Even though ULEV manufacturers claim you save money, you don’t, mainly because finding a working charging point is so hard and the interruption to your working time of charging. Even a fast charger, at 50KW, takes between 45 minutes and an hour to charge. On full charge, vehicles run for about 50 to 55 miles which isn’t very practical as the average cabbie covers between 70-80 miles in a day and many live outside London. The battery power needs to be improved.

With current technology, this vehicle is not yet very cost effective to run. Some charging points are out of action for months at a time, and there are constant problems with contacting customer service to get them working. The chargers that do work are often illegally occupied by parked private vehicles, or are being used by private hire vehicles when the chargers are meant to be exclusively for taxis.

Overall, there are far too few rapid electric charging points in important central areas like Kensington, Westminster, Fulham, and there are no chargers that I know of in Mayfair. Some chargers are in car parks, but then you have to pay to park while you charge.

What can the government do to help?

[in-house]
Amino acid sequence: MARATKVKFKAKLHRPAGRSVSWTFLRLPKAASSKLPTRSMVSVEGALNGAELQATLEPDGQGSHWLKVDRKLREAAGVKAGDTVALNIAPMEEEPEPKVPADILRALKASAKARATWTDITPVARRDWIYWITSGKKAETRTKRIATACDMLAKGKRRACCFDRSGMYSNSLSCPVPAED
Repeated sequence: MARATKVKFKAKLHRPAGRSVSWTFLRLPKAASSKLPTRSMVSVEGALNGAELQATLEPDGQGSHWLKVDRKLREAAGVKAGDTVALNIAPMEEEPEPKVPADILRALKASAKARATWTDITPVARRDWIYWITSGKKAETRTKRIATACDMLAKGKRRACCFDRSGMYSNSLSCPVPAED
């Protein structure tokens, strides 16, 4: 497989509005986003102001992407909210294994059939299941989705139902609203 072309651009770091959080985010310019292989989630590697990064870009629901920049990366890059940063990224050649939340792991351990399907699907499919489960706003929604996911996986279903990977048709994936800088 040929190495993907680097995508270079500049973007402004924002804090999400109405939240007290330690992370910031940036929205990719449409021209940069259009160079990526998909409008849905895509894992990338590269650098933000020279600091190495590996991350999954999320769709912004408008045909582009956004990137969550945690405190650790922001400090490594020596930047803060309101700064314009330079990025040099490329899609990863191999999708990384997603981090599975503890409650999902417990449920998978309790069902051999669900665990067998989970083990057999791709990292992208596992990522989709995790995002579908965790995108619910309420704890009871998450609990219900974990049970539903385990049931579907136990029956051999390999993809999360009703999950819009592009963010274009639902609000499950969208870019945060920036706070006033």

If the government seriously wants to cut congestion and pollution, they must be more serious about funding road users to switch to electric or other cleaner methods of travel. And they need to look at how the whole system works and increase clean energy access to support it, including many more rapid chargers.

I also believe they should consider restricting the use of private cars on London’s roads, and prioritise public transport, including black cabs, pedestrians and cyclists to encourage the public to use their cars less. We also provide a service to a lot of vulnerable people, including those with disabilities, so it is vital that we have access to all roads, which we currently don’t have in some areas of London. London’s ultra low emission black taxis should be seen as part of a clean public transport system and be given 100 per cent finance at no interest to buy electric vehicles, and a scrappage scheme for older vehicles could help speed it up.